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Broderick v. Cochran

Court of Appeal of California, First District
Feb 9, 1912
18 Cal.App. 202 (Cal. Ct. App. 1912)


Civ. No. 898.

February 9, 1912.

APPEAL from an order of the Superior Court of the City and County of San Francisco vacating a judgment by default. Frank J. Murasky, Judge.

The facts are stated in the opinion of the court.

Edward J. Lynch, for Appellant.

C. D. Dorn, and Lewis F. Byington, for Respondent.

This is an appeal by plaintiff from an order vacating a judgment taken by default.

The complaint in the case was filed February 28, 1910. March 1st following, the summons was served in the city and county of San Francisco, where the action was commenced. Thereafter the defendants were granted by the court up to and including the 21st of March within which to answer. On this date the defendants served and filed a demurrer to the complaint, and the same was placed on the law and motion calendar for hearing on March 25th, as required by the rules of court. This calendar was then continued by the court to April 1st. While the demurrer was on the court calendar on this date it was not on the official printed calendar; and the attorney for defendants, supposing therefore — so he alleges in an affidavit filed by him — that the demurrer would not be heard, failed to appear in court. Thereupon the attorney for the plaintiff moved the court to strike from the files the demurrer of the defendants, and to enter judgment against them by default, on the ground that the defendants' time to answer had expired without an answer having been filed by either of them, and that the demurrer had been filed after the time allowed by law therefor. This motion was granted. No notice of the motion was given, and the defendants knew nothing about the judgment of default against them until April 6th, on which day their counsel prepared, served and filed all the papers necessary to support a motion to vacate the judgment so entered, and noticed the same for hearing on the eighth day of April. The affidavit of counsel for defendants shows that he supposed the filing of the demurrer "to be a legal and proper answer to the said complaint"; that he "interpreted and understood the said order of the court to give the defendants ten days to plead after the tenth day of March, 1910, and he is now surprised to find the same interpreted to mean that he could only answer and could not demur to the complaint."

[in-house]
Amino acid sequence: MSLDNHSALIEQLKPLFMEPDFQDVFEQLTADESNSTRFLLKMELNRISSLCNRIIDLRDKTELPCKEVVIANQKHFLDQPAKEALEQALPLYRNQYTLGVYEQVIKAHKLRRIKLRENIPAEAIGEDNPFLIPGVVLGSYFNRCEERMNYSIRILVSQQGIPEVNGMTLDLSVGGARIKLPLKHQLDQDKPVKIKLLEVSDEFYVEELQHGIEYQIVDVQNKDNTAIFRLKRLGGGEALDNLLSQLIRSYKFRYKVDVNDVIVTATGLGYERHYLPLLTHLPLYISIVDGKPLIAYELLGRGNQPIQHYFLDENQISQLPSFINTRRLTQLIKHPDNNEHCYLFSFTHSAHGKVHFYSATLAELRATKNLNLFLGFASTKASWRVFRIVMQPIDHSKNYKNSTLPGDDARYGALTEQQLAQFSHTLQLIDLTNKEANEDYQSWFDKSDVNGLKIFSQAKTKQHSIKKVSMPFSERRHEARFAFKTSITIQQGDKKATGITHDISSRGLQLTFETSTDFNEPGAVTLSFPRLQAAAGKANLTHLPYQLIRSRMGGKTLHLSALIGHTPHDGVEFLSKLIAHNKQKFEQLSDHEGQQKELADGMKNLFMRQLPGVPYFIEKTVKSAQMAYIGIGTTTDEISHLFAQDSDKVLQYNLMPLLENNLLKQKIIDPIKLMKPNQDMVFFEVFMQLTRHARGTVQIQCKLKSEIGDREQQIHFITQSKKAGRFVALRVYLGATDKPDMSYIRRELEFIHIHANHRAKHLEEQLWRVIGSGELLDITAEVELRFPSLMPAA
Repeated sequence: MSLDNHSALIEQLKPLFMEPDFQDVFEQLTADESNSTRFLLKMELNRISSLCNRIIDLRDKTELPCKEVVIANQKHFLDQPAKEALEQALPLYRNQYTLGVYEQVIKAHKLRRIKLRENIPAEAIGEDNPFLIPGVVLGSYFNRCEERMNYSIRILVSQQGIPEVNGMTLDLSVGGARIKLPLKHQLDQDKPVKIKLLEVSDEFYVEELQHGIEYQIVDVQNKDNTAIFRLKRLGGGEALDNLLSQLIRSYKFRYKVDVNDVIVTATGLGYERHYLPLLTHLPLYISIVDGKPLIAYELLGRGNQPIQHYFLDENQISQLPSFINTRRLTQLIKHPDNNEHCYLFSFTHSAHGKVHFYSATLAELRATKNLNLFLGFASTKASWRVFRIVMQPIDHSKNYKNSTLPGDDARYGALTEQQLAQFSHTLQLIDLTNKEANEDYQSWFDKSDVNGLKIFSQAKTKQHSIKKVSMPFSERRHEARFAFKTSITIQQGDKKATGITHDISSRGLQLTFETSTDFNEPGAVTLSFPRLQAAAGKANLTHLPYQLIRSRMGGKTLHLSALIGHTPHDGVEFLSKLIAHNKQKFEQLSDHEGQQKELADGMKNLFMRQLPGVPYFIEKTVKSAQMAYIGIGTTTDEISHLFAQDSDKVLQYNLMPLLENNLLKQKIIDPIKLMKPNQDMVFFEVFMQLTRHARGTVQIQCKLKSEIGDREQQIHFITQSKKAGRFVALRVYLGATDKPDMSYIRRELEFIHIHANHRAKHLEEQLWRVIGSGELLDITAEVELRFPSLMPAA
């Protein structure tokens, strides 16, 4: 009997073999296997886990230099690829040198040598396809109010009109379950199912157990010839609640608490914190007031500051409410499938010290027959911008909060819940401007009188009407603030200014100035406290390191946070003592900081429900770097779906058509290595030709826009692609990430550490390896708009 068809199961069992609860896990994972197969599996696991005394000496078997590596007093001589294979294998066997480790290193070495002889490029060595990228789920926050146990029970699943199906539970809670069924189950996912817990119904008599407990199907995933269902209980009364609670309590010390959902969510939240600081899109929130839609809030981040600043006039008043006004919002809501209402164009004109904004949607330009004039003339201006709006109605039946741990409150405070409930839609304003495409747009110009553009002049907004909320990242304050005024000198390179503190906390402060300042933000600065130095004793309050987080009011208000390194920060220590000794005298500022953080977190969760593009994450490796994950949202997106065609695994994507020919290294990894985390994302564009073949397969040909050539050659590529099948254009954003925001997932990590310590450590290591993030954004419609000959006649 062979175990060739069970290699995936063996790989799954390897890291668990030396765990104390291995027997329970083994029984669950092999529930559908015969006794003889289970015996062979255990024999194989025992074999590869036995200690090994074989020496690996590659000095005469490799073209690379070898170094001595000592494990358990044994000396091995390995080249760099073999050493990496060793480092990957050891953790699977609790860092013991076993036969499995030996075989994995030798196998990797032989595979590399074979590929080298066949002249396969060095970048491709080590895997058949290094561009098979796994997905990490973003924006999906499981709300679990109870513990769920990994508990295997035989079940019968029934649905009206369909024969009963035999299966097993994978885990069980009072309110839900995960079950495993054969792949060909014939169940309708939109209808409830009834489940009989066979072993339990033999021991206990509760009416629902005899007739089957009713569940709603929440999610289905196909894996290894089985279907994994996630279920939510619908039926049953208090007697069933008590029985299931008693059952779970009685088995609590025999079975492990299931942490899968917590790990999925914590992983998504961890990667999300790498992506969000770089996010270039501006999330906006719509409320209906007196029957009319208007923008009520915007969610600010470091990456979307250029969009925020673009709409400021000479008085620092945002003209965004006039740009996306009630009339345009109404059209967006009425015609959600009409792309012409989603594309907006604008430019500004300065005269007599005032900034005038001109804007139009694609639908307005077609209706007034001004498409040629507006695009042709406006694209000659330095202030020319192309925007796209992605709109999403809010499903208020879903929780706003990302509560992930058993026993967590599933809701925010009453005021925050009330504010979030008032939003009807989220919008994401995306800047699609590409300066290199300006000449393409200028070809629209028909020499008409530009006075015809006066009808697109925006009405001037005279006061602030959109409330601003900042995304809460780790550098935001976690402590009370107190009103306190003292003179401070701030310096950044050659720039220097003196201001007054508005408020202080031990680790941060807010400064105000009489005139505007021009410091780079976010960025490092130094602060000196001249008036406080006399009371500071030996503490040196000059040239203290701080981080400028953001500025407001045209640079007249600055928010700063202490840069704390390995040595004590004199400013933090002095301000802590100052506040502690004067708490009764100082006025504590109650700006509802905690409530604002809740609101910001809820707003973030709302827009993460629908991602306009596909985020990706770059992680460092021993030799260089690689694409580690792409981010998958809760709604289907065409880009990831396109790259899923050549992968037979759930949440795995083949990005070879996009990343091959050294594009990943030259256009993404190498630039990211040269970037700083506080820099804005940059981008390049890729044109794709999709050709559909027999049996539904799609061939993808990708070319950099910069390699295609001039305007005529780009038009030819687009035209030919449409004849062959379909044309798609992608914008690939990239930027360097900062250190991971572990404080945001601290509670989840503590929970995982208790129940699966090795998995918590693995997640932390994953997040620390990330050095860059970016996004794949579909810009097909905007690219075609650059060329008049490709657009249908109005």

Upon the showing made the court ordered the judgment set aside upon the payment of costs.

In believing that he might demur after having taken time by order of the court to answer only, counsel for defendants, it is conceded by both sides, was acting under a misapprehension as to a proposition of law. Courts, however, under the provisions of section 473, Code of Civil Procedure, may relieve parties from mistakes as to the legal effect of acts of their attorneys. ( Douglass v. Todd, 96 Cal. 655, [31 Am. St. Rep. 247, 31 P. 623]; Ward v. Clay, 82 Cal. 502, [23 P. 50, 227]; Langford v. Langford, 136 Cal. 507, [ 69 P. 235]; Gould v. Stafford, 101 Cal. 32, [35 P. 429].) Here it is not disputed that defendants' attorney believed he had a right to interpose a demurrer to the complaint; no objection appears to have been made by the attorney for the plaintiff when a copy of the demurrer was served upon him, he gave the defendants no notice of a motion to strike the demurrer from the files, the motion to vacate the default was promptly made, and as it is manifest that the plaintiff suffered no injury in the premises it would seem that the court, in setting aside the judgment and permitting the defendants to answer, exercised its discretion in accordance with the soundest principles of justice. ( O'Brien v. Leach, 139 Cal. 220, [96 Am. St. Rep. 105, 72 P. 1004]; Melde v. Reynolds, 129 Cal. 308, [ 61 P. 932].)

The notice of motion to set aside the default does not state that the affidavit of Robert Cochran, one of the defendants, would be used on the hearing. It appears, however, that a copy of that affidavit was served on the attorney for the plaintiff along with the notice of motion. He was therefore apprised that this affidavit would be relied upon at the hearing of the proceeding, and we have no doubt that this amounted to a substantial compliance with the provisions of section 1010, Code of Civil Procedure. The affidavit of the attorney for the defendants alone contains all essential facts necessary to sustain the order of the court here questioned.

The order appealed from is affirmed.

Hall, J., and Lennon, P. J., concurred.

A petition to have the cause heard in the supreme court, after judgment in the district court of appeal, was denied by the supreme court on April 9, 1912.

Summaries of

Broderick v. Cochran

Court of Appeal of California, First District
Feb 9, 1912
18 Cal.App. 202 (Cal. Ct. App. 1912)
Case details for

Broderick v. Cochran

Case Details


Court:Court of Appeal of California, First District

Date published: Feb 9, 1912


18 Cal.App. 202 (Cal. Ct. App. 1912)
122 P. 972

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